[Advaita-l] Vichaara Sagara of Nishcaladasa - IV
kuntimaddisada at yahoo.com
Sun Nov 3 22:53:47 CST 2013
Now we take up the second objection raised:
The objector says ignorance generated error or adhyaasa cannot be possible for aatma chaitanya. In essence, muula avidya that involves self-ignorance is not possible; because aatma is part-less. Objection becomes clearer when we take an example of rope/snake, where seeing snake where there is rope. It is the ignorance of the rope, causes the snake projection as discussed elaborately in adhyaasa bhaaShya of Shankara. The objector says for adhyaasa one needs a partial ignorance and not total ignorance. In the case of mistaken snake, there is a partial knowledge expressed as – there is (an object) – thus an existence of an object which is seen in partial light. If it is complete darkness there is no object seen and therefore there is neither a rope nor mistaken snake. Hence complete ignorance will not cause projection of the false on the real. If there is bright light, then one can see the rope clearly hence therefore there will not be any error in
perception. Hence for adhyaasa to take place one should have neither full knowledge nor full ignorance. Hence for adhyaasa to take place one need the partial knowledge of the object. For the rope/snake case this is possible since there is partial knowledge that there is an object – of vastu jnaanam – which is expressed as – there is – that is there is an object out there that I can see, however I am not sure whether the object is rope or snake based on the attributes of the object perceived due to dim light.
When one is ignorant, the statement made due to error or adhyaasa is – there is a snake. After the knowledge is gained the statement changes to – there is a rope. Thus examining the statements – there is – part remains the same only the nature of the object perceived was snake due to ignorance and it is changed to rope. There is part is saamaanya part or that which pervades all the objects. In essence, we can say for any object – there is X or there is Y where X and Y can be any object in the world and they are called vishiShTa or qualified objects. The unqualified part is – there is – that is there exists an object – The existence of the object is specified by the segment – there is.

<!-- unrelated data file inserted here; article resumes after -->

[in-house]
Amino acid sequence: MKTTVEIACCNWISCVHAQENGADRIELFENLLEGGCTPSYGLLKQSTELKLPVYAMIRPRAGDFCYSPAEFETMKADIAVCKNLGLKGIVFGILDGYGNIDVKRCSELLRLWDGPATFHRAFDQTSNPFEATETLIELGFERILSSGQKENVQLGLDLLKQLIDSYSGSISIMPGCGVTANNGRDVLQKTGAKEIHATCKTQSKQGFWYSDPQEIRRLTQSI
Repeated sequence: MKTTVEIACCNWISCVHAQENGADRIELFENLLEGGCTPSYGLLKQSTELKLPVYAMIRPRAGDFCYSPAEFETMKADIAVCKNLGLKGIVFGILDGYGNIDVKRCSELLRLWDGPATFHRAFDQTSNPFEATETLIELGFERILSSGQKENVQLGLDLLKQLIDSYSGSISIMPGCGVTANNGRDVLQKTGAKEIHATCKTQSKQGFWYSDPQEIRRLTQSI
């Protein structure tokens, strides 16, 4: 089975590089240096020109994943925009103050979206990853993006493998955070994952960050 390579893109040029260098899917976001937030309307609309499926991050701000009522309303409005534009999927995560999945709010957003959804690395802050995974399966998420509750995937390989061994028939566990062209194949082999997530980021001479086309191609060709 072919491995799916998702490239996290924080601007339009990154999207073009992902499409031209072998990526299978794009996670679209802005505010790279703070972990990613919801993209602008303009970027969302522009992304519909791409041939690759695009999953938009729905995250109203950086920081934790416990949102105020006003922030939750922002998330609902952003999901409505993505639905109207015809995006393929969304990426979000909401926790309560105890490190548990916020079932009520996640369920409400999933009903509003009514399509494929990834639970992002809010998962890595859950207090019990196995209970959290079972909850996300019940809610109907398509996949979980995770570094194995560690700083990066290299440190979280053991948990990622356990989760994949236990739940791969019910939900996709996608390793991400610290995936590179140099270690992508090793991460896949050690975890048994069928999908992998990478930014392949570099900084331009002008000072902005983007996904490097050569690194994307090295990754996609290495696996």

The objector says this division is possible since we have two parts – one is there is part - and the second is the name and form part. Such a division into parts is possible for a finite object, since all objects are made up of parts. Hence knowledge can be partial for objects and therefore adhyaasa or error can be possible. As per Advaita, the Brahman has no amsha or part, since it is niShkalaH or niramshaH, part-less. Hence in the case of Brahman or aatma one cannot have partial knowledge or partial ignorance. Therefore there cannot be adhyaasa.
Answer: Nischaladasa says -Yes, it is true that Brahman being infinite is part-less. Sat-Chit-Ananda are swaruupa lakshaNa of Brahman. That is they are not attributes but its intrinsic nature. One can split Brahman into sat, chit and aananda parts. This truth is absolute or from the absolute point or from paaramaarthika point. However at vyaavahaarika point, the infinite Brahman as though appears to have parts. The very scriptural statement that says – One decided to become many and it became many. Thus division-less or part-less Brahman appears to divide in becoming many. Hence at transactional level there appears to be parts; however appearance of many due to maayaa is only at transactional level. The ignorance as well as its opposite, knowledge both are at transactional level only. The teaching is for the one who does not recognized that he indivisible Brahman. He feels he is finite and different from the rest of the world. For him the scripture
says there is error or adhyaasa in his understanding about his self or Brahman.
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